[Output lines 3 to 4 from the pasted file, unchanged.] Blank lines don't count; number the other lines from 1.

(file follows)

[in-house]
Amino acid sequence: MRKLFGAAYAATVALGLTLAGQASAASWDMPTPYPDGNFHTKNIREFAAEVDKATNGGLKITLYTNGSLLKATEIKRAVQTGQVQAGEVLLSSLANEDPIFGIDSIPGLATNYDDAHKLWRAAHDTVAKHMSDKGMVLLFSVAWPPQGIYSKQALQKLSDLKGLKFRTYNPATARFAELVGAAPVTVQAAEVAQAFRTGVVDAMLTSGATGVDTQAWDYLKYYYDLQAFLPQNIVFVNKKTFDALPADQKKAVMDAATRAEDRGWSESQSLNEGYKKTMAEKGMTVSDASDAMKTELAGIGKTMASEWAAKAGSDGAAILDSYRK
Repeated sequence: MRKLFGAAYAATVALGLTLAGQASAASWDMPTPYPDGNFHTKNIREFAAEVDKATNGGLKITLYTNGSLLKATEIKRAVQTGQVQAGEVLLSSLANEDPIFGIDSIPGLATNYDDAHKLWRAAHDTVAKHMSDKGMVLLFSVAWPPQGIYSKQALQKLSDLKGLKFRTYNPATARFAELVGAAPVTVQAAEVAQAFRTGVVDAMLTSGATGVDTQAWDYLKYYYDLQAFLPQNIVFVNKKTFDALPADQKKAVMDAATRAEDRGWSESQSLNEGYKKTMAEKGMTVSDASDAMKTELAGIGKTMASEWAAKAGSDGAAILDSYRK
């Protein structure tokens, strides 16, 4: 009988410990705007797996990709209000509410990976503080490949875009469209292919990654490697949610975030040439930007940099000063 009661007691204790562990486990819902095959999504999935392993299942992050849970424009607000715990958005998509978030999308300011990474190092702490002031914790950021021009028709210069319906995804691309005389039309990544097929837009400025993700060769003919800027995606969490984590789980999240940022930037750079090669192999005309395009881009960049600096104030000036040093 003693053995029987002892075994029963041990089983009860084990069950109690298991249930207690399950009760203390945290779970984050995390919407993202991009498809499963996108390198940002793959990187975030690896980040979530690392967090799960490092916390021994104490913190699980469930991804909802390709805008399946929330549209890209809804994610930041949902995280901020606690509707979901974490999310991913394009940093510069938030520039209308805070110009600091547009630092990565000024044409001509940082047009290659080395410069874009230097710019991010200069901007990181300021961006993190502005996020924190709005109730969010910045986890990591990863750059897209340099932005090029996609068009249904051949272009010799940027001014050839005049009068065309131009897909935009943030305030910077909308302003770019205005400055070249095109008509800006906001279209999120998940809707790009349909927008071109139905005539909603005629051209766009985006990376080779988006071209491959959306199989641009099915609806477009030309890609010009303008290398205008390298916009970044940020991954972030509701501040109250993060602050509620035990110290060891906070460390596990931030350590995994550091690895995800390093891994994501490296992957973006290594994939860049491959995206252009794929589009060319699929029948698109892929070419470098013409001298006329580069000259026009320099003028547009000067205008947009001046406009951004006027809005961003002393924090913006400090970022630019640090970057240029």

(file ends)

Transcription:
Repeated sequence: MRKLFGAAYAATVALGLTLAGQASAASWDMPTPYPDGNFHTKNIREFAAEVDKATNGGLKITLYTNGSLLKATEIKRAVQTGQVQAGEVLLSSLANEDPIFGIDSIPGLATNYDDAHKLWRAAHDTVAKHMSDKGMVLLFSVAWPPQGIYSKQALQKLSDLKGLKFRTYNPATARFAELVGAAPVTVQAAEVAQAFRTGVVDAMLTSGATGVDTQAWDYLKYYYDLQAFLPQNIVFVNKKTFDALPADQKKAVMDAATRAEDRGWSESQSLNEGYKKTMAEKGMTVSDASDAMKTELAGIGKTMASEWAAKAGSDGAAILDSYRK
């Protein structure tokens, strides 16, 4: 009988410990705007797996990709209000509410990976503080490949875009469209292919990654490697949610975030040439930007940099000063 009661007691204790562990486990819902095959999504999935392993299942992050849970424009607000715990958005998509978030999308300011990474190092702490002031914790950021021009028709210069319906995804691309005389039309990544097929837009400025993700060769003919800027995606969490984590789980999240940022930037750079090669192999005309395009881009960049600096104030000036040093 003693053995029987002892075994029963041990089983009860084990069950109690298991249930207690399950009760203390945290779970984050995390919407993202991009498809499963996108390198940002793959990187975030690896980040979530690392967090799960490092916390021994104490913190699980469930991804909802390709805008399946929330549209890209809804994610930041949902995280901020606690509707979901974490999310991913394009940093510069938030520039209308805070110009600091547009630092990565000024044409001509940082047009290659080395410069874009230097710019991010200069901007990181300021961006993190502005996020924190709005109730969010910045986890990591990863750059897209340099932005090029996609068009249904051949272009010799940027001014050839005049009068065309131009897909935009943030305030910077909308302003770019205005400055070249095109008509800006906001279209999120998940809707790009349909927008071109139905005539909603005629051209766009985006990376080779988006071209491959959306199989641009099915609806477009030309890609010009303008290398205008390298916009970044940020991954972030509701501040109250993060602050509620035990110290060891906070460390596990931030350590995994550091690895995800390093891994994501490296992957973006290594994939860049491959995206252009794929589009060319699929029948698109892929070419470098013409001298006329580069000259026009320099003028547009000067205008947009001046406009951004006027809005961003002393924090913006400090970022630019640090970057240029």